The use of acoustic information in lexical ambiguity resolution: an event-related potential study

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Abstract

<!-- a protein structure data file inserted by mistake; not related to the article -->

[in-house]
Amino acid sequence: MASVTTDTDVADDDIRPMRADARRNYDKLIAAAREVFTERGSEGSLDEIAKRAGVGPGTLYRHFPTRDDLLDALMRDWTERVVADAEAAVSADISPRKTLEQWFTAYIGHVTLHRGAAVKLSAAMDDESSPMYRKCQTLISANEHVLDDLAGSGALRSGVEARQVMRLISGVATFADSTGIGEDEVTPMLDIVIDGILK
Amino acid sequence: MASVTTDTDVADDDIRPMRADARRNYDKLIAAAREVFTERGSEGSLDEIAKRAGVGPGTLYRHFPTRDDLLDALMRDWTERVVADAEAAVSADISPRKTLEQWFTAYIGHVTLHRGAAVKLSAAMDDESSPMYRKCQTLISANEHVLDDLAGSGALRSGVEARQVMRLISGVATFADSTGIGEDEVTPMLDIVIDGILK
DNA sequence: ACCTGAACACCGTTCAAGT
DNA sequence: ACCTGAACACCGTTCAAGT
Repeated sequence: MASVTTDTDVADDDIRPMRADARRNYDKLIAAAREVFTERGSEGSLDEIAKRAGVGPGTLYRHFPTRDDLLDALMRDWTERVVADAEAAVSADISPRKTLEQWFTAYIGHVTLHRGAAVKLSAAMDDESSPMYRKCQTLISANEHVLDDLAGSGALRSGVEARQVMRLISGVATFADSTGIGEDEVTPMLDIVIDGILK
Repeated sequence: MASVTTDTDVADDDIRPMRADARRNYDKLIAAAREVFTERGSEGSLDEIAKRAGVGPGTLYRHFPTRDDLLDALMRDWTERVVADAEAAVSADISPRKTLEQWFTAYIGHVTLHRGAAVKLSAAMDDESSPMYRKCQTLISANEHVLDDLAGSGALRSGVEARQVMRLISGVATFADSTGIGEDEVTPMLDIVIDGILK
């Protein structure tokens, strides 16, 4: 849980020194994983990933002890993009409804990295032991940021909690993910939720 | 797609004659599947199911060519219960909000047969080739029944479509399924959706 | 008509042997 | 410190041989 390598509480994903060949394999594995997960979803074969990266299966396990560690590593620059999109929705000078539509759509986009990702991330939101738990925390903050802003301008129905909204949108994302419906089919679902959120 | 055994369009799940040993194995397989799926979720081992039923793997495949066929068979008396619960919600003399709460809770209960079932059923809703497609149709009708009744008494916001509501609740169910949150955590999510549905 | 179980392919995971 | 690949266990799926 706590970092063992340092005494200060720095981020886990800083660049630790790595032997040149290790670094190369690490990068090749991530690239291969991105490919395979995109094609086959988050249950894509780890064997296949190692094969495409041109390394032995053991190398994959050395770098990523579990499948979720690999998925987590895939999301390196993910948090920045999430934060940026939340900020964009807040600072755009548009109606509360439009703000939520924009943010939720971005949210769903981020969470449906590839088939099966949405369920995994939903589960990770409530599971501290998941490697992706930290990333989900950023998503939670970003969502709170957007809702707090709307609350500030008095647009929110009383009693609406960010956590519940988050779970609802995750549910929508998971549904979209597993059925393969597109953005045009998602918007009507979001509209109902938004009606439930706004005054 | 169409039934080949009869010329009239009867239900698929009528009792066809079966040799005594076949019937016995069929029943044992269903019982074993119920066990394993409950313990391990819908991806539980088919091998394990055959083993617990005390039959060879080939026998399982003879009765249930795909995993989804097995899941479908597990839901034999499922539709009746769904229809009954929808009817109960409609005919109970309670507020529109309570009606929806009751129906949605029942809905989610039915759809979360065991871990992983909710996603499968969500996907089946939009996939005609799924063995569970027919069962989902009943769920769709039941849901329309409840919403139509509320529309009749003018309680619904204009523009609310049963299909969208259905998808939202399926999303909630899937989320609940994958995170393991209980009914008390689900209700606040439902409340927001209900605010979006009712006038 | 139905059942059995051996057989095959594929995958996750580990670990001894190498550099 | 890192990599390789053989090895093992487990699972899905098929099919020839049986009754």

Words that can be used as both noun and verb create regions of syntactic ambiguity that could create processing challenges for listeners. However, acoustic properties, such as duration, differ between noun and verb uses of such words, and listeners may use these differences to facilitate ambiguity processing. In this study, we replaced noun uses of ambiguous words with verb uses to determine whether these manipulations affected the N400 event-related potential, which is associated with semantic violations, or the P600 component, which is associated with syntactic ambiguity. The results suggest that the acoustic differences between noun/verb polysemes mitigate the extent to which these words are perceived as ambiguous, although the results do not indicate whether replacing one with the other produces a meaning violation. Durational differences in noun/verb polysemes may affect their processing in fluent speech.

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